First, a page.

ANGELES — Pregnant peanut lovers can celebrate, perhaps with
a PB&J snack: A study shows an association between
pregnant women who ate the most peanuts and tree nuts and
children with a decreased risk of allergy.
had been advised to avoid peanuts and tree nuts, as well as
other highly allergic foods, during pregnancy and until the
child turned 3, as a way to try to reduce the chances of an
allergy. But those recommendations were rescinded after
researchers found that the effort didn’t work.
current study, from Boston Children’s Hospital and published
Dec. 30 in the Journal of the American Medical Association
Pediatrics, found that women who ate nuts more than five times
a month had the lowest incidence of allergic children.
linking maternal peanut consumption to reduced allergy risk,
we are providing new data to support the hypothesis that early
allergen exposure increases tolerance and reduces risk of
childhood food allergy," Dr. Michael Young, lead author
of the study, said in a statement.
guidelines recommend that mothers should not restrict their
diets during pregnancy, but this recommendation remains a
widely debated topic among food allergy experts," Dr.
Ruchi Gupta wrote in an opinion piece accompanying the study.
Further research is needed, Gupta wrote, to determine why 1 in
13 U.S. children has a food allergy of some kind.
recommendations to avoid allergens, more children were found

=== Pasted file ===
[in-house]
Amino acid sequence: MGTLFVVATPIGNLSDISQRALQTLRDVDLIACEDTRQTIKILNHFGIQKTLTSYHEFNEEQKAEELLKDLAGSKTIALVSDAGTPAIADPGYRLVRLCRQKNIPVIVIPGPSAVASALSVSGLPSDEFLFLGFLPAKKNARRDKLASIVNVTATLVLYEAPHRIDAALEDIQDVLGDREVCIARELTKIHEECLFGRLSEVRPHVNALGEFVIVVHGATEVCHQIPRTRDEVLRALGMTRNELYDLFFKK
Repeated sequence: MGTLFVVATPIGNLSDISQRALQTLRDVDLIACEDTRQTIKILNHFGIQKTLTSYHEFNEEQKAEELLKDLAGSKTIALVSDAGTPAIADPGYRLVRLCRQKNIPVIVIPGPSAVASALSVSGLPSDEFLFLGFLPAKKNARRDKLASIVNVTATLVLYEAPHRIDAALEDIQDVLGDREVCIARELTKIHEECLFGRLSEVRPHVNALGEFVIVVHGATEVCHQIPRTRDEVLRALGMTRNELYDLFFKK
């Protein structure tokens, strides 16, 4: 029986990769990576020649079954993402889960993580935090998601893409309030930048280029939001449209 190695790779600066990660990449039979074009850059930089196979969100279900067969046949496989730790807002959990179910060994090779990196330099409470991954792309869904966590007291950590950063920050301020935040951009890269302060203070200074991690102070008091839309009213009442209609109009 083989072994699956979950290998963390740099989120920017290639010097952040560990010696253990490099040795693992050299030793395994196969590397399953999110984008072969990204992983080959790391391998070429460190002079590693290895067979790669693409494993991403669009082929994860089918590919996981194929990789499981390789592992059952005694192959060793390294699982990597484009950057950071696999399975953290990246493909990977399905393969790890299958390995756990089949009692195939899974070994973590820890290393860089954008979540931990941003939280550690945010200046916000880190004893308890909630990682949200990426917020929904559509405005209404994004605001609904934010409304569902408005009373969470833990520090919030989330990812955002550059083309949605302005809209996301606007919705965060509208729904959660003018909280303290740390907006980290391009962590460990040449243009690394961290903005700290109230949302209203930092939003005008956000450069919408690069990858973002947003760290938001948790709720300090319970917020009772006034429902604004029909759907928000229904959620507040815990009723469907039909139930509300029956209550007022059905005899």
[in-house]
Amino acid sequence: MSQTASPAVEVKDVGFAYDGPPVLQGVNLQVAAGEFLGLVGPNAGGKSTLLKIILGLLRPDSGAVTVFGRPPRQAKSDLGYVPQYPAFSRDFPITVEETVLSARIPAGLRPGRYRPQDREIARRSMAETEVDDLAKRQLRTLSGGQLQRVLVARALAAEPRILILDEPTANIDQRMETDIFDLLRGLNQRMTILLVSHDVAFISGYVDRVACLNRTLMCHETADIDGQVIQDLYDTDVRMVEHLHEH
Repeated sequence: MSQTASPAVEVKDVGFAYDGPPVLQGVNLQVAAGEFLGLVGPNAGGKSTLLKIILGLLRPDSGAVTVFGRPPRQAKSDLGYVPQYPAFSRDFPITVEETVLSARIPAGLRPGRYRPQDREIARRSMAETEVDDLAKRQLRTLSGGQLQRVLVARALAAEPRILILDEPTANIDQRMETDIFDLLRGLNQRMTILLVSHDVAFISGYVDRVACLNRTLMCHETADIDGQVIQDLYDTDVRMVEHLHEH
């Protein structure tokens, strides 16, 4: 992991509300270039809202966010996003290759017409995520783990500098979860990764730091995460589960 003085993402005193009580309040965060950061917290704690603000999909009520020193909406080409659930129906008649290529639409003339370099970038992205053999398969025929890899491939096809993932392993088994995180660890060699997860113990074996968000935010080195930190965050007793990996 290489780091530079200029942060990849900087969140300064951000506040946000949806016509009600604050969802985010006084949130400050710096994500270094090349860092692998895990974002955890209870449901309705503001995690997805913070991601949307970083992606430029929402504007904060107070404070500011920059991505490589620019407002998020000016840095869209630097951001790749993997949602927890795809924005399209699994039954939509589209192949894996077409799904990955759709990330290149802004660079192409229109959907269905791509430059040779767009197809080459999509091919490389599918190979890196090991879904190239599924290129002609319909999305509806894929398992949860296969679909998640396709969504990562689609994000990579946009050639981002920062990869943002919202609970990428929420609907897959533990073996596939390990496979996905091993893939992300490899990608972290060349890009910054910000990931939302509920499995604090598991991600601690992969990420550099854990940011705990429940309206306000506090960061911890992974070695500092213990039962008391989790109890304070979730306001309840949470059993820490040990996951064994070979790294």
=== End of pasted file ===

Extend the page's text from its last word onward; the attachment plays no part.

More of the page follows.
to be allergic to nuts and other foods, with the rate tripling
from 1997 to 2007. Peanut allergies affect 1 percent to 3
percent of people in most Western countries. In the U.S., it’s
at 4 percent, the study said. The reasons are not known.
one can say for sure if the avoidance recommendation for
peanuts was related to the rising number of peanut allergies
seen in the late 1990s and early 2000s, but one thing is
certain: It did not stop the increase," Young said.
researchers looked at data from 8,205 children, whose parents
were part of the Nurses Study, a long-term health study. They
found 140 cases of peanut or tree nut allergy among the
children born from Jan. 1, 1990, to Dec. 31, 1994.
studies have shown a protective effect of maternal exposure to
allergens in foods. The human data, Young said, are not strong
enough to conclude a cause-and-effect relationship. He said
more research is needed.
nuts are walnuts, almonds, pistachios, cashews, pecans,
hazelnuts, macadamia nuts and Brazil nuts. Peanuts, Gupta
noted, are a good source of protein, and they provide folic
acid, which has the potential to prevent neural tube defects.
course, the researchers said, women who are themselves
allergic should not eat peanuts or tree nuts.